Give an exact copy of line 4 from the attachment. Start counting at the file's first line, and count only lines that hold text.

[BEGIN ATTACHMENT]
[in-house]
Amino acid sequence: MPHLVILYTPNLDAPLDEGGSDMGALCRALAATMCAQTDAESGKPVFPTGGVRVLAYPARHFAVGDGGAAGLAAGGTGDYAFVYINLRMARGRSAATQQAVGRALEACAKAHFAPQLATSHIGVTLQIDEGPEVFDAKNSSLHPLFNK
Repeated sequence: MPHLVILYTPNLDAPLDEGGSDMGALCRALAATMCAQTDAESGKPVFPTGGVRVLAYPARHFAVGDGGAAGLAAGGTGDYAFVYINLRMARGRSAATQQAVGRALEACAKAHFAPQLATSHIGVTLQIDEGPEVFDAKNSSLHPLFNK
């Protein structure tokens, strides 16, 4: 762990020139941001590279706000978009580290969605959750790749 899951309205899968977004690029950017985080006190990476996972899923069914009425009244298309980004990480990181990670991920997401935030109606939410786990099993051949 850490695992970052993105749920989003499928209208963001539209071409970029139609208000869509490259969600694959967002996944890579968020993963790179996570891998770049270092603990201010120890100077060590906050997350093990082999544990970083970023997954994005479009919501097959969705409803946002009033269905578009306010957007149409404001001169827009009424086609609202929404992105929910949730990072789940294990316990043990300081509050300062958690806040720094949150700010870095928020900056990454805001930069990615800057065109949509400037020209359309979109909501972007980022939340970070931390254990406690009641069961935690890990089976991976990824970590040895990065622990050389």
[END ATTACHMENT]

């Protein structure tokens, strides 16, 4: 762990020139941001590279706000978009580290969605959750790749 899951309205899968977004690029950017985080006190990476996972899923069914009425009244298309980004990480990181990670991920997401935030109606939410786990099993051949 850490695992970052993105749920989003499928209208963001539209071409970029139609208000869509490259969600694959967002996944890579968020993963790179996570891998770049270092603990201010120890100077060590906050997350093990082999544990970083970023997954994005479009919501097959969705409803946002009033269905578009306010957007149409404001001169827009009424086609609202929404992105929910949730990072789940294990316990043990300081509050300062958690806040720094949150700010870095928020900056990454805001930069990615800057065109949509400037020209359309979109909501972007980022939340970070931390254990406690009641069961935690890990089976991976990824970590040895990065622990050389």